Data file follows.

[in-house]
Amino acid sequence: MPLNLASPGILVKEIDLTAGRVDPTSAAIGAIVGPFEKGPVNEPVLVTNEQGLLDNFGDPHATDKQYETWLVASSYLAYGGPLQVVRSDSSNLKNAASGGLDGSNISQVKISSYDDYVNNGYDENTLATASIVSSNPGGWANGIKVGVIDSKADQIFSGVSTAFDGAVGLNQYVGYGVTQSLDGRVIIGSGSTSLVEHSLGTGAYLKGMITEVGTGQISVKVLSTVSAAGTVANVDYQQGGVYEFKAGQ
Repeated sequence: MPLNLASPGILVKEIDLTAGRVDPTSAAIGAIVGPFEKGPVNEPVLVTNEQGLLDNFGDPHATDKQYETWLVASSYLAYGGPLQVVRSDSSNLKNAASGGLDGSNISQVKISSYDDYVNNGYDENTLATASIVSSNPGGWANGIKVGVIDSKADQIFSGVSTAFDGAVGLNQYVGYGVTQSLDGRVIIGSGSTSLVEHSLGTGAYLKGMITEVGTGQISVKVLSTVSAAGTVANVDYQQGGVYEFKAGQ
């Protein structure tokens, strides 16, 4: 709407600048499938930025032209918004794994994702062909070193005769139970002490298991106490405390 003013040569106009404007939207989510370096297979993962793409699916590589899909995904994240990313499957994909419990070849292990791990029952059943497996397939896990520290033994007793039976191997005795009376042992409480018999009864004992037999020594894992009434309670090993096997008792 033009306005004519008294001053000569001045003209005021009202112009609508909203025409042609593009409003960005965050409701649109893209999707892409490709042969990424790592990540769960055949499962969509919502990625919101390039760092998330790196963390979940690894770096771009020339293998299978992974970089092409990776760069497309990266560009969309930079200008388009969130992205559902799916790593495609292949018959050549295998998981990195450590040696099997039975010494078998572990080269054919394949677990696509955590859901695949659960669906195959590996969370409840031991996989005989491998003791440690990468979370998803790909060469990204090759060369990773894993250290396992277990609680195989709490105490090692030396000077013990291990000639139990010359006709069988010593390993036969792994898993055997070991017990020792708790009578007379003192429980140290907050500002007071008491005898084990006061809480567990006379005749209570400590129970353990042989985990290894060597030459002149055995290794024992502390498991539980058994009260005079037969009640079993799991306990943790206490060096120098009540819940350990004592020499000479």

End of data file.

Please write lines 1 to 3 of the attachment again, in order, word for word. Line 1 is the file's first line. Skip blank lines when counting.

[in-house]
Amino acid sequence: MPLNLASPGILVKEIDLTAGRVDPTSAAIGAIVGPFEKGPVNEPVLVTNEQGLLDNFGDPHATDKQYETWLVASSYLAYGGPLQVVRSDSSNLKNAASGGLDGSNISQVKISSYDDYVNNGYDENTLATASIVSSNPGGWANGIKVGVIDSKADQIFSGVSTAFDGAVGLNQYVGYGVTQSLDGRVIIGSGSTSLVEHSLGTGAYLKGMITEVGTGQISVKVLSTVSAAGTVANVDYQQGGVYEFKAGQ
Repeated sequence: MPLNLASPGILVKEIDLTAGRVDPTSAAIGAIVGPFEKGPVNEPVLVTNEQGLLDNFGDPHATDKQYETWLVASSYLAYGGPLQVVRSDSSNLKNAASGGLDGSNISQVKISSYDDYVNNGYDENTLATASIVSSNPGGWANGIKVGVIDSKADQIFSGVSTAFDGAVGLNQYVGYGVTQSLDGRVIIGSGSTSLVEHSLGTGAYLKGMITEVGTGQISVKVLSTVSAAGTVANVDYQQGGVYEFKAGQ